Once a month, we’ll chronicle an elusive photographic goal. In this month’s The Chase: Lynx.
We’ve been very fortunate to see some remarkable sights in the wild. In fact, given the amount of time we’ve spent in the field (not that much, by comparison to many photographers, given our day jobs) and the fact we’re rarely able to do photography during wildlife prime time (the spring), it’s incredible that we’ve seen as much as we have.
For many of the animal photos we’ve captured, hundreds of hours of tracking and waiting have gone into the result. And, of course, getting ‘the shot’ almost always involves a bit of luck – even if the luck is usually a byproduct of hard work.
But to photograph some animals, you just have to be in the right spot, at the right time. Lynx are one of those animals.
I have been given a few leads over the years. Places where I could wait (and be bitten alive, it seems) and maybe have a 10% chance to see a lynx walk a steam or animal trail. But I’ve always come up empty handed.
The reality is, unlike bears and wolves, photographing cats in the wild is notoriously difficult. They are mostly nocturnal, secretive and don’t follow definitive, trackable patterns (like bears). Just being given a 10% chance of seeing a lynx I felt was akin to winning the lottery. So actually seeing one? I think it’s like belonging to an exclusive club. Like being an astronaut.
Most people I know who’ve seen a lynx in the wild have either lived their entire life in the wilderness – increasing their chances of stumbling across the cat – or have captured lightning in a bottle by being in the right place, at the right time.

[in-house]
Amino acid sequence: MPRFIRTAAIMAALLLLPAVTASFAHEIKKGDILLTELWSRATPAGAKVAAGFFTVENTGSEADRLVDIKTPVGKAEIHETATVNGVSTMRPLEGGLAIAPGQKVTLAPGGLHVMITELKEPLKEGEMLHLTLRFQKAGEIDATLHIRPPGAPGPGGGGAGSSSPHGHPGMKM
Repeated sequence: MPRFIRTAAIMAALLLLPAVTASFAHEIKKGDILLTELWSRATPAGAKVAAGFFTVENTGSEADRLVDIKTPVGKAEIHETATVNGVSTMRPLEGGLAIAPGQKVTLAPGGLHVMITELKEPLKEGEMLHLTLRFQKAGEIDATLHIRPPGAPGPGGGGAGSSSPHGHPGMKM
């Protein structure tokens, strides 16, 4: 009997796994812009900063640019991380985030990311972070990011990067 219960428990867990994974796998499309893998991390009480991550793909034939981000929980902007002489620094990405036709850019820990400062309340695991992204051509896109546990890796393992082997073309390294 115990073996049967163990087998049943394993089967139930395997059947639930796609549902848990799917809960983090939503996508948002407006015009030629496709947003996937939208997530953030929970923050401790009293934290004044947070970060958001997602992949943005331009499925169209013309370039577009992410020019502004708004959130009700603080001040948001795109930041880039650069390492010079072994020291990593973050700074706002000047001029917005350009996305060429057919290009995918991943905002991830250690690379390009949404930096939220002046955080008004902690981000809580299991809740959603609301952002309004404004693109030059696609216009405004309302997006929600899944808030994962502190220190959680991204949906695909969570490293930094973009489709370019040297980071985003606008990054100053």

Most sightings appear to be in the north – especially Alaska and the Yukon, areas Jill and I long to explore when the budget allows. Some stem from the vast Canadian boreal forest, including right here in Ontario – though just pinpointing where to focus the search seems like mission impossible. But almost none emanate from the area we spend most of our time, Yellowstone – home to an extremely small cat population as a whole and an even smaller lynx population.
The closest I’ve come to spotting a lynx would have been my near decision to buy tickets to the snowboard event at Vancouver’s 2010 Winter Olympic Games. Halfway through the event, a lynx sauntered across the course. Who could have guessed.
And if AirMiles had enough point-based seats remaining, I would have hopped on a flight to Calgary to search for the lynx that was being seen with some regularity in the Lake Louise area of Banff National Park two winters ago.
Indeed, winter does appear to be the best time of year to see a lynx, due to the ease with which you can identify its tracks and follow their primary prey, snowshoe hares. And if I knew of a place where I could wait and increase my odds of tracking this cat, I would do it in a heartbeat, no matter the temperature.
The lynx is one animal where getting a perfect photo isn’t my primary goal. Just to see one in the wild would be fantastic.
Not long ago, I felt the same way about cougars; I wondered if I would ever see one in the wild. Then we saw a cougar and I felt that feeling of hopelessness lift.
But what are the odds of lightening striking twice? Hopefully in the years to come, we’ll be able to spend more time in the wild and increase our odds of being in the right place, at the right time to see a lynx.
The chase is on.